I'm sure you've probably heard by now that Ralph Lauren was given the [lucky] task of creating the 2012 USA Olympic Team uniforms. Is it just me, or has this been one big fiasco? My initial reaction to seeing the photo above was this: I'm an American; not a Frenchmen. Now, I'm a sucker for a sharp-looking blazer...but it looks as if we're marching into the Olympic stadium trying to be something we're not...
Yacht club member?
Let me continue playing the part of "Negative Nelly" and point out the recent outrages about this collection: The opening ceremony outfits cost a cool $2000 per athlete. Oh that's right, we're not in an economic crisis or anything...with athletes struggling to raise money for their own families to go to London to watch them perform. And these uniforms are being manufactured in China? Okay, okay...let's try and roll with the argument that we're welcoming globalization with open arms...but what do you think of Ralph Lauren's response to all of the American fury?
"For more than 45 years Ralph Lauren has built a brand that embodies the best of American quality and design rooted in the rich heritage of our country. We are honored to continue our longstanding relationship with the United States Olympic Committee in the 2014 Olympic Games by serving as an Official Outfitter of the US Olympic and Paralympic teams. Ralph Lauren promises to lead the conversation within our industry and our government to address the issue to increase manufacturing in the United States. We have committed to producing the Opening and Closing ceremony Team USA uniforms in the United States that will be worn for the 2014 Olympic Games."
Interesting. Nice save, Ralph? It's good to know that the company is thinking ahead! Because manufacturing American uniforms in the USA for this year's Olympics was a far-fetched idea in the first place? There is no apology or excuse made; this is a matter-of-fact reaction, because nothing can really be done at this point. Should they have defended themselves? Is there even a need to be defensive? It doesn't go unnoticed that there is a clear expectation that Ralph Lauren will be responsible for creating the uniforms for the 2014 Games as well. Confident, aren't we? My curiosity around this issue has lead me to dig a little more and explore some other responses to the designer dilemma:
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1. This has caused such a ruckus that Democratic senators plan to produce the "Team USA Made in America Act" that mandates athletes be dressed from head to toe in American-made clothing. Is this for real or are we just trying to score some easy political points? Think about how much we collaborate with China when it comes to manufacturing. Granted, the idea of having our athletes clothed in American-made outfits should probably be a priority...but we as a country don't seem to have a problem when it comes buying Chinese-made products in other aspects of our daily life (see next point).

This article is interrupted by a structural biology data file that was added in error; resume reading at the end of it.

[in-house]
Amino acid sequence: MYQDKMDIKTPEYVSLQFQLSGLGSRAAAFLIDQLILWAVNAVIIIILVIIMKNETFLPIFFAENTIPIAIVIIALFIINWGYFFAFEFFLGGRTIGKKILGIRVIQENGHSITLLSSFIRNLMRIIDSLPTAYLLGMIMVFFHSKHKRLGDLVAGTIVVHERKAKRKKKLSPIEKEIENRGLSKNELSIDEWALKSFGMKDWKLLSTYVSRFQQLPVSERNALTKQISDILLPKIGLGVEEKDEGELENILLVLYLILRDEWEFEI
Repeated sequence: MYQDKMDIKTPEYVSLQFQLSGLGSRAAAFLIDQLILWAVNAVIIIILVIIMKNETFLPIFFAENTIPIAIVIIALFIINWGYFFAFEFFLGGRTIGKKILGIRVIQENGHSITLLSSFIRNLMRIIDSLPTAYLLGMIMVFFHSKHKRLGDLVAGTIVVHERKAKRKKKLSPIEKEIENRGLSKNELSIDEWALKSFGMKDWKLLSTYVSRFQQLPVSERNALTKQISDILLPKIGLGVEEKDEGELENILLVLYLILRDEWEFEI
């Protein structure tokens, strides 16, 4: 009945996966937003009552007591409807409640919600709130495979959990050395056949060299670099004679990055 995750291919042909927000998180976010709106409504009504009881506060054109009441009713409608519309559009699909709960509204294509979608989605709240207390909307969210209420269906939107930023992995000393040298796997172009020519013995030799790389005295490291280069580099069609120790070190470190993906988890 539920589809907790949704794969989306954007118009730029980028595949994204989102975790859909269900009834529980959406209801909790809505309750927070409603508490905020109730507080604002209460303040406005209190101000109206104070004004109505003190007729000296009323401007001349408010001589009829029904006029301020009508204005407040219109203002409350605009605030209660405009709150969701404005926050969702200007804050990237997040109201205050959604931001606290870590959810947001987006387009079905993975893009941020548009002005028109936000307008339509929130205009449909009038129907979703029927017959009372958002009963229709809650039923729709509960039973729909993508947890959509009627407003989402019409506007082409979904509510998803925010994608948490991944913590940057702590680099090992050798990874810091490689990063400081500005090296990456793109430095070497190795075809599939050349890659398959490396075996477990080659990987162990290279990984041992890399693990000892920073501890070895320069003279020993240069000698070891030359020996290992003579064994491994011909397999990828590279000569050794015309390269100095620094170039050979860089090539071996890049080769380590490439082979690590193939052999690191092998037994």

2. Let's consider that nearly 50% of our closets are made up of clothing made in China. Do you hate that 50% of your closet so much you want to throw it out? I didn't think so...and this is just clothes we're talking about.
3. Ralph Lauren moved most of its manufacturing to China over a decade ago and has been the official outfitter of the U.S. Olympic Team since 2008. Funny, I don't remember this uproar back then...but I do expect uproar when Ryan Lochte parades around in this sexy outfit:
4. Producing uniforms here in the States would fix the unemployment problem. Is this really a legit statement? A few dozen jobs for a short period of time, perhaps...but don't make stupid exaggerations.
5. "I think they should take all the uniforms, put them in a big pile and burn them and start all over again," Senate Majority Leader Harry Reid, D-Nev. Wow, maybe we should step back and think about who we are voting into office? For someone who thinks the U.S. Olympic Committee should be embarrassed, I think the Senate may be the ones actually embarrassed.
6. The U.S. Olympic Team is privately funded, unlike most other teams. We should be grateful for the financial support from Ralph Lauren. This is a valid point, but I do believe that it is a realistic and feasible goal to design and produce our athletic attire here in the States...and it should have been encouraged and made public long before now.
7. In regards to the beret look: The must-have souvenir of the 2002 Salt Lake Games was a fleece beret produced by Roots, a Canadian company that was the official U.S. team outfitter for that opening ceremony. Maybe it's just me who isn't a fan of the beret look (a little too European), but evidently we keep going back to it:
2004 - Athens, Greece
2002 - Salt Lake City, Utah
1956 - Cortina D'Ampezzo, Italy
I'm sure you've heard your fair share of other reactions as well, but let's try and focus on the here and now: We are sending 500+ of our best athletes to London. And we are going to kick some serious ass. All in the spirit of good sportsmanship and world unity, of course ;) Whatever your opinion on the Ralph Lauren matter may be, the designer is still an American household name and has continued to create quite an Olympic collection:
Whether you choose to support the brand or not is your decision, but please make sure to support the amazing men and women who are representing our nation from July 27th - August 12th. My family is definitely in celebration mode...my little sister is even ringing in her 21st birthday with an Olympic-themed party! Get ready for a little stars & stripes action...
Images via Forbes. CNN, People, Google